What Every Horse Owner Should Know….
As you head out to feed your horse in the evening you notice that he/she has some dirt or shavings on their back and this morning’s hay is still on the ground. He doesn’t seem interested in dinner and instead starts pawing and rolling on the ground.
Its time to call your veterinarian and they may ask you to check your horse’s heart rate, gut sounds and mucous membrane color.
Knowing how to perform a basic physical examination is a skill every horse owner should know. It is also important to know your horses' normal vital signs. Horse’s have a wide range of normal values for physical exam parameters, and it is useful to compare values in an emergency to your horses' known normal values. As a general rule, the equine heart rate ranges from 32-44 beats per min (bpm), respiratory (breath) rate between 8-16 breaths per min (bpm), and normal temperature between 99.5°-101.5°F.
To take your horse's heart rate, place a stethoscope just behind their elbow on the left side of their chest. You will hear a "lub-dub", which constitutes one heart beat. You can also use their pulse to estimate their heart rate. Feel under the round aspect of the back of the jaw and you will feel a round artery and vein. Place light pressure with your fingertips until you can feel a pulse.
To take your horse's respiratory rate, you can watch the rise and fall of their chest or abdominal wall with their breaths. In normal horses it may be a subtle movement. You can also place your hand just in front of the horse’s nostril and feel for the breath on your palm, though some horses may increase their respiratory rate due to something in front of their face.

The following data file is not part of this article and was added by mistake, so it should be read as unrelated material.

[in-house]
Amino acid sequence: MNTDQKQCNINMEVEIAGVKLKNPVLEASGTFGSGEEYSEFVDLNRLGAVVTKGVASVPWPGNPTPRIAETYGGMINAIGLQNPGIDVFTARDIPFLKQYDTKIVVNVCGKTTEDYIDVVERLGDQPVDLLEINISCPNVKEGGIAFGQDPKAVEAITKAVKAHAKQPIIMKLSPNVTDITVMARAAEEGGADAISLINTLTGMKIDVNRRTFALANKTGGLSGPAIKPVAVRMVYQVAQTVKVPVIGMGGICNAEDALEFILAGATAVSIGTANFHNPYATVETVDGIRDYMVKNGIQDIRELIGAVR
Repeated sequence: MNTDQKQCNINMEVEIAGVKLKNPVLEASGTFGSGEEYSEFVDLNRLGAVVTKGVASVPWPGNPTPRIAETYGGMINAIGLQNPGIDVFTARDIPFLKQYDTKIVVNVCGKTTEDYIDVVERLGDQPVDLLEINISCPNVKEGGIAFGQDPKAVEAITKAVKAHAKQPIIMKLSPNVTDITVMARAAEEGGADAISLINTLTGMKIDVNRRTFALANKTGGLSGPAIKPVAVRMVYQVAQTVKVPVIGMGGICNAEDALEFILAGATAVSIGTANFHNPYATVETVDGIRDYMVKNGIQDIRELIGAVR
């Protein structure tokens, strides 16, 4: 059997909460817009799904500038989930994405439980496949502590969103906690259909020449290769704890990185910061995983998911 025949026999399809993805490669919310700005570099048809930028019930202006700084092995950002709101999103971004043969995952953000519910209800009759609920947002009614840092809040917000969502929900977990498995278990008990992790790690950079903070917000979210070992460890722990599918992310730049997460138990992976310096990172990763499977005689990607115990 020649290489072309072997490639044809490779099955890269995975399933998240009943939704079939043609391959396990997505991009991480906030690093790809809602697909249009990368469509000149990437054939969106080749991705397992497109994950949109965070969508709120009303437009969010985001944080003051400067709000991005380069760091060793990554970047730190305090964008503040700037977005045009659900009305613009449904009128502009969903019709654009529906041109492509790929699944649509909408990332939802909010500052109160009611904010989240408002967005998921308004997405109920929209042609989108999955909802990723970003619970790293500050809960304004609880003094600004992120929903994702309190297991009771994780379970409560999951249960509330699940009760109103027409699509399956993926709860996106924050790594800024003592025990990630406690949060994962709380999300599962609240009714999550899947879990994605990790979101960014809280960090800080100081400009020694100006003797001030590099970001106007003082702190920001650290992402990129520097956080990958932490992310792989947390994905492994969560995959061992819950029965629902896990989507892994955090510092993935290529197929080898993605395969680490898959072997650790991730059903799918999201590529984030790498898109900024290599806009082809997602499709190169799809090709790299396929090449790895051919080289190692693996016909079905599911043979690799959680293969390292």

To take your horse's temperature, stand behind them and to the side. Gently lift their tail, and insert a lubed thermometer into their rectum. If you have a non digital thermometer, be sure to hold it in place or tie a string from the thermometer to their tail and leave in place for a full 2 minutes. Make sure you stand in a safe position, as some horses will kick during this procedure.
Some other parameters that are good to look at include mucous membranes. To look at a horse’s mucous membranes, gently flip their upper lip and look at their gums. Normally their gums should be light pink and moist. You also can check a capillary refill time (CRT), which is an indicator of systemic perfusion. To do this, press your thumb into their gum until the tissue underneath it blanches white. Then release the pressure and count how many seconds it takes for the pink color to return to the area. Normal CRT is less than 2 seconds.
Gastrointestinal sounds (Gut sounds) are another parameter that your veterinarian may ask you to listen to. They can vary between horses and depending on time of day and what they are being fed. The best way to learn what your horse’s normal gut sounds are is to listen to them at least once a season (green grass gurgles, normal pasture noises, grain gas bubbles, etc). Gut sounds are particularly useful in colic cases, where gut sounds may be increased or decreased.
Digital pulses are a key parameter, particularly in laminitis or lameness cases. To feel for digital pulses, feel on the outside of the pastern about mid between the coronary band and fetlock for a group of round structures. Palpate gently over this area to see whether you feel a pulse. It is common to not feel digital pulses in normal horses, but very strong pulses to their hooves can indicate a problem.
By performing a brief physical examination on your horse, you can provide important information to your veterinarian before they are able to reach the farm, and give some direction as to whether there are any treatments that can be initiated immediately. However, always be sure to contact a veterinarian before administering any medications or starting treatment.